The pseudo-Hadamard transform is a reversible transformation of a bit string that provides cryptographic diffusion. See Hadamard transform.

The bit string must be of even length, so it can be split into two bit strings a and b of equal lengths, each of n bits. To compute the transform, a' and b', from these we use the equations:

$a' = a + b \, \pmod{2^n}\,$
$b' = a + 2b\, \pmod{2^n}\,$

To reverse this, clearly:

$b = b' - a' \, \pmod{2^n}$
$a = 2a' - b' \, \pmod{2^n}$

## Generalisation

The above equations can be expressed in matrix algebra, by considering a and b as two elements of a vector, and the transform itself as multiplication by a matrix of the form:

$H_1 = \begin{bmatrix} 2 & 1 \\ 1 & 1 \end{bmatrix}$

The inverse can then be derived by inverting the matrix.

However, the matrix can be generalised to higher dimensions, allowing vectors of any power-of-two size to be transformed, using the following recursive rule:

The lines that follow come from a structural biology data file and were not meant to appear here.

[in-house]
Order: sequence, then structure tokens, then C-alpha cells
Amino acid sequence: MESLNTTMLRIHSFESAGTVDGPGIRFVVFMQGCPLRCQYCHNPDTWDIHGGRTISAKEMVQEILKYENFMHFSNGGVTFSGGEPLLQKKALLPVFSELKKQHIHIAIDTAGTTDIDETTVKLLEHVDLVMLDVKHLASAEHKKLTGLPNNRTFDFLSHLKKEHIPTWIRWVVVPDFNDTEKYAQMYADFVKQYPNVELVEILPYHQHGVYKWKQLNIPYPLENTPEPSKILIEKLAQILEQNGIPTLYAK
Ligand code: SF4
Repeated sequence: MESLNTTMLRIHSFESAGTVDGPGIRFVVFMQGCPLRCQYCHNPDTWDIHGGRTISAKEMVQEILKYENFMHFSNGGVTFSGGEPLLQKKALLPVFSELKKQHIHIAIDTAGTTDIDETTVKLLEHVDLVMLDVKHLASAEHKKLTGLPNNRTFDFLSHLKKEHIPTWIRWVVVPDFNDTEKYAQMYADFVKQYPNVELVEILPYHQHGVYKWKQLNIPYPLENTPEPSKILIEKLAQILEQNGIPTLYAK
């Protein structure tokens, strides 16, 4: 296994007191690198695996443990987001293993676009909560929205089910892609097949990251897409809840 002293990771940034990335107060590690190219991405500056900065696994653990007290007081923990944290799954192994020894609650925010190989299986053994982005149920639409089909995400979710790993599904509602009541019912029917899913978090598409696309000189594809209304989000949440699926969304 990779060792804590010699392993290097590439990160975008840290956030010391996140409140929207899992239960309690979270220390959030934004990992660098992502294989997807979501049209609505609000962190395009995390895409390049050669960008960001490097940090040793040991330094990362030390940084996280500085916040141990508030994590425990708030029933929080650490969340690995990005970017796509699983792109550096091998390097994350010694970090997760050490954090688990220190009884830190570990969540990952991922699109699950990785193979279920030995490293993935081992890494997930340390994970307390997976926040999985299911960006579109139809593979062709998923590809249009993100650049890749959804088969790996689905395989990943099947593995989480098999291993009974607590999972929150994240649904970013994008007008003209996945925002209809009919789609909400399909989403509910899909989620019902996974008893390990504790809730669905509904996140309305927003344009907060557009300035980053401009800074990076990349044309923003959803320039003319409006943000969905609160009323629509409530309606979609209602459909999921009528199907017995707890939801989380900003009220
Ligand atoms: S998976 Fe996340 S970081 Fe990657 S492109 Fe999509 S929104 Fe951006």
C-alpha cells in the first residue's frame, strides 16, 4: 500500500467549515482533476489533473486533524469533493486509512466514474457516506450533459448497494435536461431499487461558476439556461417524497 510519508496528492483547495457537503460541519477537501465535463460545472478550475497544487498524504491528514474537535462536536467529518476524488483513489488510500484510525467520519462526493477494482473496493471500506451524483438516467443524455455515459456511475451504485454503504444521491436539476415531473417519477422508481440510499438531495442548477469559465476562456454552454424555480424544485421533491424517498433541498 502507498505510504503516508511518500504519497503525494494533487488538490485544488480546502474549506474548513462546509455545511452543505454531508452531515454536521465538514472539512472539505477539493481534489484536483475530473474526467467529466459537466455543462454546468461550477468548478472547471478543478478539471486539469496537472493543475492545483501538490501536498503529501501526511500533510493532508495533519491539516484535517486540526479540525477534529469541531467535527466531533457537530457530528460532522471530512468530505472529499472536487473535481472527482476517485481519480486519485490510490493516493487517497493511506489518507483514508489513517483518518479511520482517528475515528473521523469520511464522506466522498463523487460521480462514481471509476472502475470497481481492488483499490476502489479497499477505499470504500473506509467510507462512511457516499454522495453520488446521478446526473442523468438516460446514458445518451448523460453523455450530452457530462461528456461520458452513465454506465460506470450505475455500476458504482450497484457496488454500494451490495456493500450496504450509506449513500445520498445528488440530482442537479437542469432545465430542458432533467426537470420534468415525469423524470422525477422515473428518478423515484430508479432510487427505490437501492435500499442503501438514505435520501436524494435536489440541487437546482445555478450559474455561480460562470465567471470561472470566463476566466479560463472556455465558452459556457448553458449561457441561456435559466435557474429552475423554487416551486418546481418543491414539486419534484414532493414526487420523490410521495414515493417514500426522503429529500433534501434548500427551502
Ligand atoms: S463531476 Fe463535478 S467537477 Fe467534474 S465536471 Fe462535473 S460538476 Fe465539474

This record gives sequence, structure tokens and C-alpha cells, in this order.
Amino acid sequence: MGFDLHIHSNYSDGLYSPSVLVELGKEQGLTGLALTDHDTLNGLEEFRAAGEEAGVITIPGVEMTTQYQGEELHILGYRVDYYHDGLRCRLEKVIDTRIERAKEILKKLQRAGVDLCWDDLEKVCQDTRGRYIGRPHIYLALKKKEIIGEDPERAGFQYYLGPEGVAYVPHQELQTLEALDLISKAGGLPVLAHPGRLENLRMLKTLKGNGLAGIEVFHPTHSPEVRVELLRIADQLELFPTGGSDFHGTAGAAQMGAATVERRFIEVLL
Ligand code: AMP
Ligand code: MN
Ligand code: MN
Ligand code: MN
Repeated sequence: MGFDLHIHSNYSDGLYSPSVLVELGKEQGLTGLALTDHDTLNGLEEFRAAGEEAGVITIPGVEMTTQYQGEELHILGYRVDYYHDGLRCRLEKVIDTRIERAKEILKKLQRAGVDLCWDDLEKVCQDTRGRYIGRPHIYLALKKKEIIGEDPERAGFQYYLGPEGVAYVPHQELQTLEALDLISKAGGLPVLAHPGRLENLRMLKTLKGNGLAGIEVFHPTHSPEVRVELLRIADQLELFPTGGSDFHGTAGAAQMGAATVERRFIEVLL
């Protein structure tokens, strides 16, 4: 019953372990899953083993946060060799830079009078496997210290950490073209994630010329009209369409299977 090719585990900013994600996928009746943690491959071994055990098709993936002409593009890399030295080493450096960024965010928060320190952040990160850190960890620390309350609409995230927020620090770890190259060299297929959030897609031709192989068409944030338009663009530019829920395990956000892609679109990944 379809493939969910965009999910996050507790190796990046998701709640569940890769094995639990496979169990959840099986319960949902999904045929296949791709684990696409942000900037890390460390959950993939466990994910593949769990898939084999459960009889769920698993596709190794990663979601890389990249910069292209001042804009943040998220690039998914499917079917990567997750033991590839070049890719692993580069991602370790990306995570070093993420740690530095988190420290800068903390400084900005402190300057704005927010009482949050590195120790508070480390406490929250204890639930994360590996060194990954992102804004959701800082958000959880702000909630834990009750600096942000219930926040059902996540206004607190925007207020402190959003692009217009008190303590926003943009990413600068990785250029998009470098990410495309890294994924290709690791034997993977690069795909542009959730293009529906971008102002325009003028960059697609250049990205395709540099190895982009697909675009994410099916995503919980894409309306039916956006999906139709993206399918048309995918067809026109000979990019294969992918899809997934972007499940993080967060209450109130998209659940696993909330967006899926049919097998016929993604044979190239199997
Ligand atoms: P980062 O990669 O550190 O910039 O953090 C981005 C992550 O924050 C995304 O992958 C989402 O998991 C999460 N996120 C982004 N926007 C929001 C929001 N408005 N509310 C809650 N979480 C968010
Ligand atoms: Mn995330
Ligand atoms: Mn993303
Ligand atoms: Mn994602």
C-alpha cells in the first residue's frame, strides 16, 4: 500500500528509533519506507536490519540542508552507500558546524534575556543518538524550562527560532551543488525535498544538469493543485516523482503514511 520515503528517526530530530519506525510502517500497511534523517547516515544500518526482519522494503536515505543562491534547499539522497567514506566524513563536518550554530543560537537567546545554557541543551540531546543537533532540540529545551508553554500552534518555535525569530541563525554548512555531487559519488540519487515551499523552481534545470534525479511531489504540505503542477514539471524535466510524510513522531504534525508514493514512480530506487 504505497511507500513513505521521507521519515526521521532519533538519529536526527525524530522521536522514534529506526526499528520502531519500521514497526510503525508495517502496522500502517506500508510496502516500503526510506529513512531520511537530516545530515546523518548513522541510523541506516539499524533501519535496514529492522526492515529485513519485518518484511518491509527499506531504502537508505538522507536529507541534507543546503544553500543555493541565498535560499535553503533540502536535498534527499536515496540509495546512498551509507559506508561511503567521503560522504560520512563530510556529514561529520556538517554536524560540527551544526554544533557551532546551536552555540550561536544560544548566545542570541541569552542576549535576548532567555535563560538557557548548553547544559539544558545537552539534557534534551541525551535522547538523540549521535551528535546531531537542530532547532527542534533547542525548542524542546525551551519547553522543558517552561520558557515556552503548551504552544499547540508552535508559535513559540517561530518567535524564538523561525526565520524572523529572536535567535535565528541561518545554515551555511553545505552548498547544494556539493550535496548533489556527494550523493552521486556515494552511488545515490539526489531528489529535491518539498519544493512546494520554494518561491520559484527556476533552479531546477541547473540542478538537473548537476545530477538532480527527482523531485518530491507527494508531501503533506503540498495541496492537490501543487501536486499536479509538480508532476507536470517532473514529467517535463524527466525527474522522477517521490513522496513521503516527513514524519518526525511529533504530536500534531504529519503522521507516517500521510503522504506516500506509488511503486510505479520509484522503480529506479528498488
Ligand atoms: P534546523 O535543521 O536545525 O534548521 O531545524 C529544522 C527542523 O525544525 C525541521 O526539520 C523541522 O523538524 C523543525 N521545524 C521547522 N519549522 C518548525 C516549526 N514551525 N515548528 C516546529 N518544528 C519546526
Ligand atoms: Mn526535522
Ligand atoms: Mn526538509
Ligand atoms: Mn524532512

$H_n = \begin{bmatrix} 2 \times H_{n-1} & H_{n-1} \\ H_{n-1} & H_{n-1} \end{bmatrix}$

For example:

$H_2 = \begin{bmatrix} 4 & 2 & 2 & 1 \\ 2 & 2 & 1 & 1 \\ 2 & 1 & 2 & 1 \\ 1 & 1 & 1 & 1 \end{bmatrix}$

## References

• James Massey, "On the Optimality of SAFER+ Diffusion", 2nd AES Conference, 1999. [1]
• Bruce Schneier, John Kelsey, Doug Whiting, David Wagner, Chris Hall, "Twofish: A 128-Bit Block Cipher", 1998. [2]
• Helger Lipmaa. On Differential Properties of Pseudo-Hadamard Transform and Related Mappings. INDOCRYPT 2002, LNCS 2551, pp 48-61, 2002.[3]